Hunts Point is a low income neighborhood located on a peninsula in the South Bronx. It is the location of one of the largest food distribution facilities in the world. The neighborhood is part of Bronx Community Board 2. Its boundaries are the Bruckner Expressway to the west and north, the Bronx River to the east, and the East River to the south. Hunts Point Avenue is the primary street through Hunts Point.The neighborhood is served by the NYPD’s 41st Precinct.
As of the United States 2000 Census, Hunts Point has a population of 46,824, up from 39,433 in 1990 and 34,397 in 1980. Of them, 35,507 (75.8%) are of Hispanic origin, 10,021 (21.4%) are Black, non-Hispanic, 582 (1.2%) are White, non-Hispanic, 207 (0.4%) are Asian or Pacific Islander, 101 (0.2%) American Indian or Alaska Native, 90 (0.2%) are some other race (non-Hispanic), and 316 (0.7%) of two or more races (non-Hispanic).
Hunts Point is a low income residential neighborhood. Over half the population lives below the poverty line and receives public assistance (AFDC, Home Relief, Supplemental Security Income, and Medicaid). Hunts Point has one of the highest concentrations of Hispanics in all of New York City.
Only 3,361 people in the area are reported to be in the labor force, which translates as approximately 40% of the total available working population that is employed. The average family here makes around $17,000 per year and the average household income is $16,000 per year. In the United States as whole the average household income is $42,000 per year and the average family makes $50,000 per year.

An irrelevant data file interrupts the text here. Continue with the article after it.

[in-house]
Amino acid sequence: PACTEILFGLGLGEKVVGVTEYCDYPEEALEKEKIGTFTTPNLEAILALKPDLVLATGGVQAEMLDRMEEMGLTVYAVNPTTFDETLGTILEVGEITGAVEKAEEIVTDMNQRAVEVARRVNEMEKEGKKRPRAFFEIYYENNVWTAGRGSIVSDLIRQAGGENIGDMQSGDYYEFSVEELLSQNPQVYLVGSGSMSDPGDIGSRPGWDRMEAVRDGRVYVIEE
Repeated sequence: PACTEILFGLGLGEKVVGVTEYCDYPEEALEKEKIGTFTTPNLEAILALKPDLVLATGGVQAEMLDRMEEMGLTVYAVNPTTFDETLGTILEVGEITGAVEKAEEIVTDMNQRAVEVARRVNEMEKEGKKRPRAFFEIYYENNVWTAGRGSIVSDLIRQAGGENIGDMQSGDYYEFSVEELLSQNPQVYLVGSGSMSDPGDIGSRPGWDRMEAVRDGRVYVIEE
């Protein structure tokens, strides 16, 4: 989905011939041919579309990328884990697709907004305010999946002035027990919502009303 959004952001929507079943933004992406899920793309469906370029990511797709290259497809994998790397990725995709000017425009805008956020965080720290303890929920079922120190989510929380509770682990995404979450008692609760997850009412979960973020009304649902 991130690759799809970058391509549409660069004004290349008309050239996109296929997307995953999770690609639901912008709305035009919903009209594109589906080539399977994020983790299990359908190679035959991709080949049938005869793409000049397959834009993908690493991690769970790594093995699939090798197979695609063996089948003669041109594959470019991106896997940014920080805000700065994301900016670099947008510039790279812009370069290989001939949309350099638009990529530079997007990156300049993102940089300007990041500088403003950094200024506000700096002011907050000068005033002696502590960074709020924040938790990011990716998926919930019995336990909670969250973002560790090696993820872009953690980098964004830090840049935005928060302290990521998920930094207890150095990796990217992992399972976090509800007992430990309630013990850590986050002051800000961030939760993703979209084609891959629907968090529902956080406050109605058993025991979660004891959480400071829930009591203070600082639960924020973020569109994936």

The ZIP code is 10474.
Europeans first settled Hunts Point in 1663. At this time, Edward Jessup and John Richardson arrived on the peninsula and purchased the land from the Wekkguasegeeck tribe indigenous to the area. After Jessup died his widow, Elizabeth entrusted the land to Thomas Hunt Jr., her son in-law for whom the area is named.
In the years between the Hunts’ inheritance and 1850, several other wealthy landowning families occupied the peninsula. Legend has it that George Fox (1624-1691), founder of the Society of Friends (commonly known as Quakers), preached in the area in 1672. William H. Fox, a descendant of the Quaker leader, and his wife Charlotte Leggett, owned much of the land that is now Hunts Point.
As time passed and more New Yorkers became aware of the luxurious lifestyle available in Hunt’s Point, more City dwellers flocked to the area between 1850 and 1900. Later, the property wound up in the hands of Fox’s and Leggett’s son-in-law, H.D. Tiffany, a member of the family that owned the famous jewelry and decorative arts store Tiffany & Co. now on Fifth Avenue in Manhattan. Fox, Tiffany and Leggett Streets derive their names from these former landowners. In 1909, the Fox mansion was demolished.
Hunts Point’s status as a home and vacation spot to the city’s elite came to a rather abrupt end in the period following World War I. At this time, a train line was built along Southern Boulevard. Apartment buildings replaced mansions, streets replaced meadows and Hunt’s Point became a virtual melting pot for the City’s masses.